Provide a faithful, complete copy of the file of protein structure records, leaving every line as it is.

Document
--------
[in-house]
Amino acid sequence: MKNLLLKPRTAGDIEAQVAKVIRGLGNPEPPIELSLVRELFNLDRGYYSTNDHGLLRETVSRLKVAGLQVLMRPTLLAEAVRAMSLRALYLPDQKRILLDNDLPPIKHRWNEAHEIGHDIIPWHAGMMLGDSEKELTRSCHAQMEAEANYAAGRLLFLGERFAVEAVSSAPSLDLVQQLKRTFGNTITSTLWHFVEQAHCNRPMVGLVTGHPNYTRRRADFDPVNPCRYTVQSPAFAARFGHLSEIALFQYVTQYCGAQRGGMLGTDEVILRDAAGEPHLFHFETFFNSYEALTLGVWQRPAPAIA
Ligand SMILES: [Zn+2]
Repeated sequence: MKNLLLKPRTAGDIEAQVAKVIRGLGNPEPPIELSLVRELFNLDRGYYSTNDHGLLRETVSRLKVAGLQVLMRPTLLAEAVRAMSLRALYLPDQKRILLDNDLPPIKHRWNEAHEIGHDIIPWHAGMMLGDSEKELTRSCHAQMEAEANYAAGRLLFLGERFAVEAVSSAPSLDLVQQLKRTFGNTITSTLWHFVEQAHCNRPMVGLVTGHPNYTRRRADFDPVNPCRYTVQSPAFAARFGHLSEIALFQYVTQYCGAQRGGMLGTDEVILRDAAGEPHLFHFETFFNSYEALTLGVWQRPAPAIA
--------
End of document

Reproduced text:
[in-house]
Amino acid sequence: MKNLLLKPRTAGDIEAQVAKVIRGLGNPEPPIELSLVRELFNLDRGYYSTNDHGLLRETVSRLKVAGLQVLMRPTLLAEAVRAMSLRALYLPDQKRILLDNDLPPIKHRWNEAHEIGHDIIPWHAGMMLGDSEKELTRSCHAQMEAEANYAAGRLLFLGERFAVEAVSSAPSLDLVQQLKRTFGNTITSTLWHFVEQAHCNRPMVGLVTGHPNYTRRRADFDPVNPCRYTVQSPAFAARFGHLSEIALFQYVTQYCGAQRGGMLGTDEVILRDAAGEPHLFHFETFFNSYEALTLGVWQRPAPAIA
Ligand SMILES: [Zn+2]
Repeated sequence: MKNLLLKPRTAGDIEAQVAKVIRGLGNPEPPIELSLVRELFNLDRGYYSTNDHGLLRETVSRLKVAGLQVLMRPTLLAEAVRAMSLRALYLPDQKRILLDNDLPPIKHRWNEAHEIGHDIIPWHAGMMLGDSEKELTRSCHAQMEAEANYAAGRLLFLGERFAVEAVSSAPSLDLVQQLKRTFGNTITSTLWHFVEQAHCNRPMVGLVTGHPNYTRRRADFDPVNPCRYTVQSPAFAARFGHLSEIALFQYVTQYCGAQRGGMLGTDEVILRDAAGEPHLFHFETFFNSYEALTLGVWQRPAPAIA